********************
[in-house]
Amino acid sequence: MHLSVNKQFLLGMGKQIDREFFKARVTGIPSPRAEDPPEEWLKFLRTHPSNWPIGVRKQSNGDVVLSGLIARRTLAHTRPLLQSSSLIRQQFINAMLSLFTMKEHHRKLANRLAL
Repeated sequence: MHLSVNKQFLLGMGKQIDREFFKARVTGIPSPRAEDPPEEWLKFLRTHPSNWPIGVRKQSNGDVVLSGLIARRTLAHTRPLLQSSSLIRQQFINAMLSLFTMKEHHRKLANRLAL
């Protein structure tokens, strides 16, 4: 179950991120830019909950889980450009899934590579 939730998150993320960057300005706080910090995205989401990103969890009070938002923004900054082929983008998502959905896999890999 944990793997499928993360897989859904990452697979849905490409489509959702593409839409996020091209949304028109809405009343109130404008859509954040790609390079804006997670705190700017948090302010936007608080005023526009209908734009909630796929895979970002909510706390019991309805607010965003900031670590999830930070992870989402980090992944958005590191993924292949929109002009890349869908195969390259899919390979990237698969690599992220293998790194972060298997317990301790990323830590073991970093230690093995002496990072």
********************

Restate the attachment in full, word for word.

[in-house]
Amino acid sequence: MHLSVNKQFLLGMGKQIDREFFKARVTGIPSPRAEDPPEEWLKFLRTHPSNWPIGVRKQSNGDVVLSGLIARRTLAHTRPLLQSSSLIRQQFINAMLSLFTMKEHHRKLANRLAL
Repeated sequence: MHLSVNKQFLLGMGKQIDREFFKARVTGIPSPRAEDPPEEWLKFLRTHPSNWPIGVRKQSNGDVVLSGLIARRTLAHTRPLLQSSSLIRQQFINAMLSLFTMKEHHRKLANRLAL
């Protein structure tokens, strides 16, 4: 179950991120830019909950889980450009899934590579 939730998150993320960057300005706080910090995205989401990103969890009070938002923004900054082929983008998502959905896999890999 944990793997499928993360897989859904990452697979849905490409489509959702593409839409996020091209949304028109809405009343109130404008859509954040790609390079804006997670705190700017948090302010936007608080005023526009209908734009909630796929895979970002909510706390019991309805607010965003900031670590999830930070992870989402980090992944958005590191993924292949929109002009890349869908195969390259899919390979990237698969690599992220293998790194972060298997317990301790990323830590073991970093230690093995002496990072």